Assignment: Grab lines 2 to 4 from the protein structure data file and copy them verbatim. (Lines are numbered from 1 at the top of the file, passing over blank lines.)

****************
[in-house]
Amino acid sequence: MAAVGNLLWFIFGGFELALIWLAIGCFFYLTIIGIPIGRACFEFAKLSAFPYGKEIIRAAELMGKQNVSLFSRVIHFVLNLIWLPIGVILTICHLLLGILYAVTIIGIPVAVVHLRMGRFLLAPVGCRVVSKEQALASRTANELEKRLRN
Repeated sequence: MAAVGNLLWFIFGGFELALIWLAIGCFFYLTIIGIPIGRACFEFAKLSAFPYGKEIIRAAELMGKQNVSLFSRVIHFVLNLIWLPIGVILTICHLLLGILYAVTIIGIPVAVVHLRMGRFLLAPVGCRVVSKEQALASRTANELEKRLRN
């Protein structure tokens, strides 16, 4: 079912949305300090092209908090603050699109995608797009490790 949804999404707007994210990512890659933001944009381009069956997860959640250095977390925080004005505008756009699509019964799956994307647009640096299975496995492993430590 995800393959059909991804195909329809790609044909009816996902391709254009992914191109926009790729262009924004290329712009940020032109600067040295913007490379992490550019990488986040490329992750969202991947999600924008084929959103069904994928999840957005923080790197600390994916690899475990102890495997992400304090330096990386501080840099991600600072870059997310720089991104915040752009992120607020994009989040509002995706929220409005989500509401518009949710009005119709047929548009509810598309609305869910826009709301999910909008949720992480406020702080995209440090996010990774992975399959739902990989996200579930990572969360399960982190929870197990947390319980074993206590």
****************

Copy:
Amino acid sequence: MAAVGNLLWFIFGGFELALIWLAIGCFFYLTIIGIPIGRACFEFAKLSAFPYGKEIIRAAELMGKQNVSLFSRVIHFVLNLIWLPIGVILTICHLLLGILYAVTIIGIPVAVVHLRMGRFLLAPVGCRVVSKEQALASRTANELEKRLRN
Repeated sequence: MAAVGNLLWFIFGGFELALIWLAIGCFFYLTIIGIPIGRACFEFAKLSAFPYGKEIIRAAELMGKQNVSLFSRVIHFVLNLIWLPIGVILTICHLLLGILYAVTIIGIPVAVVHLRMGRFLLAPVGCRVVSKEQALASRTANELEKRLRN
């Protein structure tokens, strides 16, 4: 079912949305300090092209908090603050699109995608797009490790 949804999404707007994210990512890659933001944009381009069956997860959640250095977390925080004005505008756009699509019964799956994307647009640096299975496995492993430590 995800393959059909991804195909329809790609044909009816996902391709254009992914191109926009790729262009924004290329712009940020032109600067040295913007490379992490550019990488986040490329992750969202991947999600924008084929959103069904994928999840957005923080790197600390994916690899475990102890495997992400304090330096990386501080840099991600600072870059997310720089991104915040752009992120607020994009989040509002995706929220409005989500509401518009949710009005119709047929548009509810598309609305869910826009709301999910909008949720992480406020702080995209440090996010990774992975399959739902990989996200579930990572969360399960982190929870197990947390319980074993206590």